I think it behooves communities to figure out where the trash and recycling bins (hopefully paired) should go, put them there, and empty them regularly. And I would gladly have my taxes pay to employ trained and properly equipped workers to pick up litter, which is a form of pollution. Think of it as green jobs with benefits to public health, safety, and beautification.

  7. Jacquie Ottman Reply

    Fredrica, yes, alot of litter is inadvertent — the fast food napkin that blows away, the trash can that gets knocked over, etc. And cities can do a much better job of designing trash and recycling systems. But isn’t it desirable for ordinary citizens to be incentivized to take the initiative to actually bend over and pick up their own or even a stranger’s piece of litter whether out of civic pride or even the potential to head off an accident, track fire or even harm to birds??

  8. Fredrica Reply

    Since I firmly believe that “an ounce of prevention is worth a pound of cure,” my earlier comment addressed the causes of the litter in the hopes of reducing it. But I’m with you on creating (or strengthening) social pressure to simply pick it up. Like taking your own shopping bag to the supermarket, or bringing home leftovers from the restaurant (preferably in your own doggie bag), I believe that such a practice can become a social norm if enough of us do it.

    You have inspired me to tuck THREE items in my purse or pocket when I leave the house: One string bag for small purchases (in addition to a trunkful of canvas totes for larger shopping trips), one clean baggie and twist tie for leftover food, and one plastic NY Times wrapper for picking up litter. Newspaper delivery bags are the perfect size. I wear it like an evening glove (very glamorous!) to pick up the offending item, then roll it down over the object and carry it where it needs to go. On recent walks in the neighborhood, I have picked up the usual food wrappers, flying receipts, and plastic bottles, but also a Christmas ornament and a pair of latex gloves (glad I had a plastic bag for that one!). Now that I’m in the groove, I’ve got my eye on those cigarette butts and smaller pieces of paper that elude my grasp. Maybe someone will design a retractable litter stick that I can tuck in my pocket too!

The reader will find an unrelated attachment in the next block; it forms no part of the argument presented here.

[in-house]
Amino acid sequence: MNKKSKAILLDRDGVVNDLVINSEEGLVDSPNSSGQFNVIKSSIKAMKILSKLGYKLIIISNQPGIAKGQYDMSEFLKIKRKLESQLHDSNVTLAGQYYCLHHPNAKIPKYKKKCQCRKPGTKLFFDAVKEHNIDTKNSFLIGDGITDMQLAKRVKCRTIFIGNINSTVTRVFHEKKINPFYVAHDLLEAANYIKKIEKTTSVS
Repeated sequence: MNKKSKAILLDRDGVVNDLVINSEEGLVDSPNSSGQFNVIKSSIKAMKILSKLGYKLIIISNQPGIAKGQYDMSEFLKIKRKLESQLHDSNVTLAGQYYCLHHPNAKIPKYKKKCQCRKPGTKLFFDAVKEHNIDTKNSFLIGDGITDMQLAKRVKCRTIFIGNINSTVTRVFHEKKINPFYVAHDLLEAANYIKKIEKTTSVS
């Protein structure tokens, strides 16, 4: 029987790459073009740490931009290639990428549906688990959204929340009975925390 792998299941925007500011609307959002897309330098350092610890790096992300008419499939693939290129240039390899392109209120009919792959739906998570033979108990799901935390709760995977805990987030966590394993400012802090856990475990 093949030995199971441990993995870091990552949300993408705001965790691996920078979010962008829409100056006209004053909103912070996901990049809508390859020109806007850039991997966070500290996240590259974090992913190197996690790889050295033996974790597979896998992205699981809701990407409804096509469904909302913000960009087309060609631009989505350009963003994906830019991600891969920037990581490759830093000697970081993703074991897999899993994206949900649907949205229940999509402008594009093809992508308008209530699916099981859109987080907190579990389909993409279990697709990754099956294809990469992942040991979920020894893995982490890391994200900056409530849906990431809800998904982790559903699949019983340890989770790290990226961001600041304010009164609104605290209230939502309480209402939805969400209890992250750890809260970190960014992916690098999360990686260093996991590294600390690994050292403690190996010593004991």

9. Jacquie Ottman Reply

    Fredrica, you are an inspiration, and of course this is all MUSIC to my ears! Question is: What motivates you to do this? and How can we motivate everyone else to do the same? Can you imagine how clean our cities and parks and rivers would be if everyone just picked up one piece of litter per day????

    • Fredrica Reply